The shares were listed on 15th of October 2013, but City institutions began conditional dealings on the 11th. Some 10 million shares were traded in the first 30 seconds when the market opened, according to the BBC, and shares rose 38% to 455p in their first day of conditional dealings. At one point, the price hit 459.75p. The UK government made £1.98bn from its sale of a 60% stake in Royal Mail, which increased in value by an extra £750m on the first day alone.
“The price rise is likely to fuel debate over whether the sale of Royal Mail has been undervalued,” the BBC reported on the first day of trading. Indeed, this question has become the centre of controversies related to the IPO. Commenting on whether he could have priced the stock higher, the Business Secretary Vince Cable commented: “I could have done and I could have joined the speculators and spivs. I’m not interested in doing that.”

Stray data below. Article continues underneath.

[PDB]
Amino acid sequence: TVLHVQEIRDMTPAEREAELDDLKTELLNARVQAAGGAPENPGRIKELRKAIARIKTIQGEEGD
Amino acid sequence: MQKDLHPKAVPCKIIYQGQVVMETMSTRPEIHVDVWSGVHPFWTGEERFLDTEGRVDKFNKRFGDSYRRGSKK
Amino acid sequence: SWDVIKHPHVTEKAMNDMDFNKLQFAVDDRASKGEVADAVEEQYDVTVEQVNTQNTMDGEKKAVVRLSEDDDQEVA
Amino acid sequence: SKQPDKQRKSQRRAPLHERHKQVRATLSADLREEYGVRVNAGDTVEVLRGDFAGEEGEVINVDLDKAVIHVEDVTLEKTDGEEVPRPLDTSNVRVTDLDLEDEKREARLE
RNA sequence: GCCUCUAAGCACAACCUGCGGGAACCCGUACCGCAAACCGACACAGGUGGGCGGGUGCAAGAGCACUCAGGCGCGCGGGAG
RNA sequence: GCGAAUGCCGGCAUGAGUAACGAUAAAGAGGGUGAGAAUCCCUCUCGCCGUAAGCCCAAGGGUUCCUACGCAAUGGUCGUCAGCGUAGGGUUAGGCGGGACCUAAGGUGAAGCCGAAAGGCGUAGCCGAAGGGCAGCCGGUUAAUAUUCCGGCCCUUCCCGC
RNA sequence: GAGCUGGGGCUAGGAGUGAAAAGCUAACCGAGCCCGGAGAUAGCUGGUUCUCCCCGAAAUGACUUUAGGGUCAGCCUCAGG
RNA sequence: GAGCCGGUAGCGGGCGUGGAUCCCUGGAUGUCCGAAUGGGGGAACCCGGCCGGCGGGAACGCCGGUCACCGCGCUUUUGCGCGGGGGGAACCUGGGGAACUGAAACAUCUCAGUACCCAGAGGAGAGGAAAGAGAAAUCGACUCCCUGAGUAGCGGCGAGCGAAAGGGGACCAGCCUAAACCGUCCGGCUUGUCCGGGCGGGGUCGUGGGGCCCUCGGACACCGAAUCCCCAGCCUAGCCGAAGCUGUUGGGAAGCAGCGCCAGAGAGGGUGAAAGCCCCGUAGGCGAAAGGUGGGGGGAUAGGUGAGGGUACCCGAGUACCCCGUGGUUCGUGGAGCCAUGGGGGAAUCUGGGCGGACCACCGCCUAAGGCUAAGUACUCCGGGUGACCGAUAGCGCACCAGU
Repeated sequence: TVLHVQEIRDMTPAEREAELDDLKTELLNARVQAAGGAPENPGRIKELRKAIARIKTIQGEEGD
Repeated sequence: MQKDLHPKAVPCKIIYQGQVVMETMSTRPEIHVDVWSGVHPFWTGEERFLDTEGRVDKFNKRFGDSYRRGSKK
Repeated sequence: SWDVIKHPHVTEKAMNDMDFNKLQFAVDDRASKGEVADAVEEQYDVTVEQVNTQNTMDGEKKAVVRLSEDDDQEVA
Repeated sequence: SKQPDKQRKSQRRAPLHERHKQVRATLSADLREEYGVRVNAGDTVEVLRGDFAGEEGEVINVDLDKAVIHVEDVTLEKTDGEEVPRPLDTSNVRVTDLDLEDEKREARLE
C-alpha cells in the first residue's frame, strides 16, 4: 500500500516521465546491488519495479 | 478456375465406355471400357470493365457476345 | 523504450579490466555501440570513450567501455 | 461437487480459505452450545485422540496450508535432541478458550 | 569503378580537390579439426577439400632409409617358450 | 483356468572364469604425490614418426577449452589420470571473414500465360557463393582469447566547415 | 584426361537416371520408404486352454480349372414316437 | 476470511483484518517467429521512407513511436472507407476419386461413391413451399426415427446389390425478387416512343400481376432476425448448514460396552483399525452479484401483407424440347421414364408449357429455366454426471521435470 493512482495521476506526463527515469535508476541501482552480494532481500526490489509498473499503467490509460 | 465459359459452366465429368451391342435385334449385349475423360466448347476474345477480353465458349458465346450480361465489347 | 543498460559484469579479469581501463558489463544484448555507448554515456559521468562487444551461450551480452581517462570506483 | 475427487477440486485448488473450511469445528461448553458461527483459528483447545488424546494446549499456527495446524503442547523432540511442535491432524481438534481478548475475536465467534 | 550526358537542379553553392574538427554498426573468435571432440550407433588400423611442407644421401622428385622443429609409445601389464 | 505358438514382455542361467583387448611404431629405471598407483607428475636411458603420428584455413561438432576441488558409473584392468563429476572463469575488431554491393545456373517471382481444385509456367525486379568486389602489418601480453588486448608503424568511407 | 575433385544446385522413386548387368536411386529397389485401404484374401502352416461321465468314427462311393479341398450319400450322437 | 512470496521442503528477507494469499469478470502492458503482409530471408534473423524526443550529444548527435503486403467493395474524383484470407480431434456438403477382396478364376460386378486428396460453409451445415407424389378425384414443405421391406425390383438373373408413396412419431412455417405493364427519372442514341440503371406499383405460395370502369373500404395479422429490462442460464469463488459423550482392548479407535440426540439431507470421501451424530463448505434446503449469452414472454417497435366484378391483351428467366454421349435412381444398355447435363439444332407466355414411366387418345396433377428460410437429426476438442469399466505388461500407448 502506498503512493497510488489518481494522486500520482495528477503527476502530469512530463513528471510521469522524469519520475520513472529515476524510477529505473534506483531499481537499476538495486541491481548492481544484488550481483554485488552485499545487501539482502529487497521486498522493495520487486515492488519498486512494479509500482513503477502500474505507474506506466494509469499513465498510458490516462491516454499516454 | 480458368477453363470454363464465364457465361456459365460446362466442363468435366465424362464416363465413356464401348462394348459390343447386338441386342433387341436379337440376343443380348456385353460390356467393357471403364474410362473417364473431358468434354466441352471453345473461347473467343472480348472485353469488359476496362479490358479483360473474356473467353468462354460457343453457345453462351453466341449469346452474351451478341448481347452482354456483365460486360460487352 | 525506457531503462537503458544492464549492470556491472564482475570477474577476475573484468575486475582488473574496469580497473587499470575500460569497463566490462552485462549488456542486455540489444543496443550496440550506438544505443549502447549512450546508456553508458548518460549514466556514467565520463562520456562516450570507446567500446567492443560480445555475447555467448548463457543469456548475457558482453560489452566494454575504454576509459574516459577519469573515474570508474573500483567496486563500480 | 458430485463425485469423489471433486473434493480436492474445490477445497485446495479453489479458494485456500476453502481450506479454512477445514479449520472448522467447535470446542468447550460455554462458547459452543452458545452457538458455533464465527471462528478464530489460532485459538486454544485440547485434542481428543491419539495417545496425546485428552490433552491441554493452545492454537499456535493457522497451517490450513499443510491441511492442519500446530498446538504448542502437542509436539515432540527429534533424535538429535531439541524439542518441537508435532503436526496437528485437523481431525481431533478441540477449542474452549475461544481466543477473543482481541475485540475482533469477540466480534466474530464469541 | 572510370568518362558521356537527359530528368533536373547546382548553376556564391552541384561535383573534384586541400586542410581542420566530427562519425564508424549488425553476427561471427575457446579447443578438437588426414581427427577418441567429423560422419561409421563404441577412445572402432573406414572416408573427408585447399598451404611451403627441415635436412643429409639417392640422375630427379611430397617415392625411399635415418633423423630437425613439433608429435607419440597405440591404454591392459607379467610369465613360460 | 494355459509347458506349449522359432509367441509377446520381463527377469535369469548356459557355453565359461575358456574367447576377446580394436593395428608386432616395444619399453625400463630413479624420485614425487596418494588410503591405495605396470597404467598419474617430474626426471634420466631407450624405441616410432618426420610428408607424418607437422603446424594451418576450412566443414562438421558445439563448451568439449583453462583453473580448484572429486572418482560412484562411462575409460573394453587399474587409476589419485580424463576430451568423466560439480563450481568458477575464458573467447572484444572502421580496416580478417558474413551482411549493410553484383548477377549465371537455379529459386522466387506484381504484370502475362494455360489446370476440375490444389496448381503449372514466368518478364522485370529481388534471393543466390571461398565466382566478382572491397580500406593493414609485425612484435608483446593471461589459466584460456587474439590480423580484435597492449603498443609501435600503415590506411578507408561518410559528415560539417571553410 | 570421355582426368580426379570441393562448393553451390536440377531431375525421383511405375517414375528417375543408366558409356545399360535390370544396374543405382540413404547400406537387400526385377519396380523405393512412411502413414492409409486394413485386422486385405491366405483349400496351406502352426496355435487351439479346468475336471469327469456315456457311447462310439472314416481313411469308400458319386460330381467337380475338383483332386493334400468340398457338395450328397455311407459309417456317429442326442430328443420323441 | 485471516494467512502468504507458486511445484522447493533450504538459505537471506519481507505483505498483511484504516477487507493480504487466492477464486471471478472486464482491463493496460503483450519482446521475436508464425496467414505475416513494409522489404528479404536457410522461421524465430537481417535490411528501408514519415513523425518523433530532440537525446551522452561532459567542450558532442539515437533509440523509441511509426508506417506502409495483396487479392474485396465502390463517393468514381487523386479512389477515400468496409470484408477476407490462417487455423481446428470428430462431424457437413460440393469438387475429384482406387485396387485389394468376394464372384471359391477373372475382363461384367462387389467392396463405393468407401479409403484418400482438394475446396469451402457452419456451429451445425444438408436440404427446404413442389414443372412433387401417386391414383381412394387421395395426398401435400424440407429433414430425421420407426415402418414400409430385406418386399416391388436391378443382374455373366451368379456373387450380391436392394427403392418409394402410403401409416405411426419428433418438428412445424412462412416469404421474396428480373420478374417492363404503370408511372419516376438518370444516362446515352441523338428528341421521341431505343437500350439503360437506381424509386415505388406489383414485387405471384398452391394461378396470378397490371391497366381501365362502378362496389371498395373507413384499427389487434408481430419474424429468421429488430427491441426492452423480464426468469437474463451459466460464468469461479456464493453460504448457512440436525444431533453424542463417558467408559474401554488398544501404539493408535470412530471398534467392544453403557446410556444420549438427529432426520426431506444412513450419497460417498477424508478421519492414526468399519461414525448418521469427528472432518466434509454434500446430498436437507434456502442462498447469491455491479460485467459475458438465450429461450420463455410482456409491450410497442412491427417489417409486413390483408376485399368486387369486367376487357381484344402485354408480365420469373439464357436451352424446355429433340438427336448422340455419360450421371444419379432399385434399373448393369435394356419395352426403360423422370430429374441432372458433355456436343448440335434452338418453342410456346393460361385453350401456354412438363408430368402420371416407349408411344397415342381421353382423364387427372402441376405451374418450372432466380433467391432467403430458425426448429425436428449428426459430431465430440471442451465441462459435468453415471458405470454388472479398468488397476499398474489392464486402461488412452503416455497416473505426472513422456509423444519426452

On the week of the IPO, the Financial Times reported that Royal Mail was valued by two investment banks “at up to £5bn in June, 50 per cent more than the price at which the UK postal operator was sold to the public.” Both banks pitched a maximum price of about 500p prior to the selection of the underwriters, but neither of the banks in question was awarded the mandate. The higher bids came from banks that were ill informed about the company, the government maintained.
Instead, the government appointed four banks to lead roles in the syndicate. Goldman Sachs, Barclays, Bank of America Merrill Lynch and UBS. Cable said the initial price range of £2.6bn-£3.3bn was recommended by Goldman Sachs and UBS, the global coordinators of the offer, and endorsed by Lazard, the government’s independent adviser.